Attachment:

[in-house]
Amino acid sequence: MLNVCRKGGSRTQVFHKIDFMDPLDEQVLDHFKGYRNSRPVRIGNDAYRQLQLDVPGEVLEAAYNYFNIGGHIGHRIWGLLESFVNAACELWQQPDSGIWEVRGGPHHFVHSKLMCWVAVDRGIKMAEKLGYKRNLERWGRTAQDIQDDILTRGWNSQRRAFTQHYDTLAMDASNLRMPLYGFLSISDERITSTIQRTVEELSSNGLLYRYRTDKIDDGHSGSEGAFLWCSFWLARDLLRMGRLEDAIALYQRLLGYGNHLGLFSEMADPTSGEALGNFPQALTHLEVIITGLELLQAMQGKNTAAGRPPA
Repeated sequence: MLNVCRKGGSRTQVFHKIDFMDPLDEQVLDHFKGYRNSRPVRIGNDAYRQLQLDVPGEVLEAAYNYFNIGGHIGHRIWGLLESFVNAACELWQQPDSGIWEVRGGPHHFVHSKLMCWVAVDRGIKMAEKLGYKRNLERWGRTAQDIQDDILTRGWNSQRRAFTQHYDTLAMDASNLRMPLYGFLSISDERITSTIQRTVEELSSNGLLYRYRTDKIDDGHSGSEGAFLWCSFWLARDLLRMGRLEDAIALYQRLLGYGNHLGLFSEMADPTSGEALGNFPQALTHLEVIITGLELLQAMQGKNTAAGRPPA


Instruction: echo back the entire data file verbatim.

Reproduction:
[in-house]
Amino acid sequence: MLNVCRKGGSRTQVFHKIDFMDPLDEQVLDHFKGYRNSRPVRIGNDAYRQLQLDVPGEVLEAAYNYFNIGGHIGHRIWGLLESFVNAACELWQQPDSGIWEVRGGPHHFVHSKLMCWVAVDRGIKMAEKLGYKRNLERWGRTAQDIQDDILTRGWNSQRRAFTQHYDTLAMDASNLRMPLYGFLSISDERITSTIQRTVEELSSNGLLYRYRTDKIDDGHSGSEGAFLWCSFWLARDLLRMGRLEDAIALYQRLLGYGNHLGLFSEMADPTSGEALGNFPQALTHLEVIITGLELLQAMQGKNTAAGRPPA
Repeated sequence: MLNVCRKGGSRTQVFHKIDFMDPLDEQVLDHFKGYRNSRPVRIGNDAYRQLQLDVPGEVLEAAYNYFNIGGHIGHRIWGLLESFVNAACELWQQPDSGIWEVRGGPHHFVHSKLMCWVAVDRGIKMAEKLGYKRNLERWGRTAQDIQDDILTRGWNSQRRAFTQHYDTLAMDASNLRMPLYGFLSISDERITSTIQRTVEELSSNGLLYRYRTDKIDDGHSGSEGAFLWCSFWLARDLLRMGRLEDAIALYQRLLGYGNHLGLFSEMADPTSGEALGNFPQALTHLEVIITGLELLQAMQGKNTAAGRPPA